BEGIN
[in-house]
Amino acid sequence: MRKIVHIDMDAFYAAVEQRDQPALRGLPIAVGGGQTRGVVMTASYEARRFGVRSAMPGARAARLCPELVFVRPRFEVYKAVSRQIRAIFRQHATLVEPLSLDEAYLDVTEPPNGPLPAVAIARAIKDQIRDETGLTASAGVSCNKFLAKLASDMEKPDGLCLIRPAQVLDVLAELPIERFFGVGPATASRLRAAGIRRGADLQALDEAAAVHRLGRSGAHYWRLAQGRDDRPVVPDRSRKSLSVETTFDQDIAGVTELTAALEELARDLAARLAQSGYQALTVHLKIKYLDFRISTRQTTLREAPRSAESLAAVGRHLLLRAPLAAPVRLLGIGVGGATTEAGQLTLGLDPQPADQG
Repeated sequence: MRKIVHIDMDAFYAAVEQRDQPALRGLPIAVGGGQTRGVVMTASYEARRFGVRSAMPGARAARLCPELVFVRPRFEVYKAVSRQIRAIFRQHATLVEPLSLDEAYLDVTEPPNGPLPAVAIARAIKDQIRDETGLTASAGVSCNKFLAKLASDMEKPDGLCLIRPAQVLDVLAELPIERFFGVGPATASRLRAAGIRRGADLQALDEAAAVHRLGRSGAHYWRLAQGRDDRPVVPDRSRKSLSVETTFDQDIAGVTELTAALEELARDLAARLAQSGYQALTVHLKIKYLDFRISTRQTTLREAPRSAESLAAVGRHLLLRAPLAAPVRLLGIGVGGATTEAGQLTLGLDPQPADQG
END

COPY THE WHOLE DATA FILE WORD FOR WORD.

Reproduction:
[in-house]
Amino acid sequence: MRKIVHIDMDAFYAAVEQRDQPALRGLPIAVGGGQTRGVVMTASYEARRFGVRSAMPGARAARLCPELVFVRPRFEVYKAVSRQIRAIFRQHATLVEPLSLDEAYLDVTEPPNGPLPAVAIARAIKDQIRDETGLTASAGVSCNKFLAKLASDMEKPDGLCLIRPAQVLDVLAELPIERFFGVGPATASRLRAAGIRRGADLQALDEAAAVHRLGRSGAHYWRLAQGRDDRPVVPDRSRKSLSVETTFDQDIAGVTELTAALEELARDLAARLAQSGYQALTVHLKIKYLDFRISTRQTTLREAPRSAESLAAVGRHLLLRAPLAAPVRLLGIGVGGATTEAGQLTLGLDPQPADQG
Repeated sequence: MRKIVHIDMDAFYAAVEQRDQPALRGLPIAVGGGQTRGVVMTASYEARRFGVRSAMPGARAARLCPELVFVRPRFEVYKAVSRQIRAIFRQHATLVEPLSLDEAYLDVTEPPNGPLPAVAIARAIKDQIRDETGLTASAGVSCNKFLAKLASDMEKPDGLCLIRPAQVLDVLAELPIERFFGVGPATASRLRAAGIRRGADLQALDEAAAVHRLGRSGAHYWRLAQGRDDRPVVPDRSRKSLSVETTFDQDIAGVTELTAALEELARDLAARLAQSGYQALTVHLKIKYLDFRISTRQTTLREAPRSAESLAAVGRHLLLRAPLAAPVRLLGIGVGGATTEAGQLTLGLDPQPADQG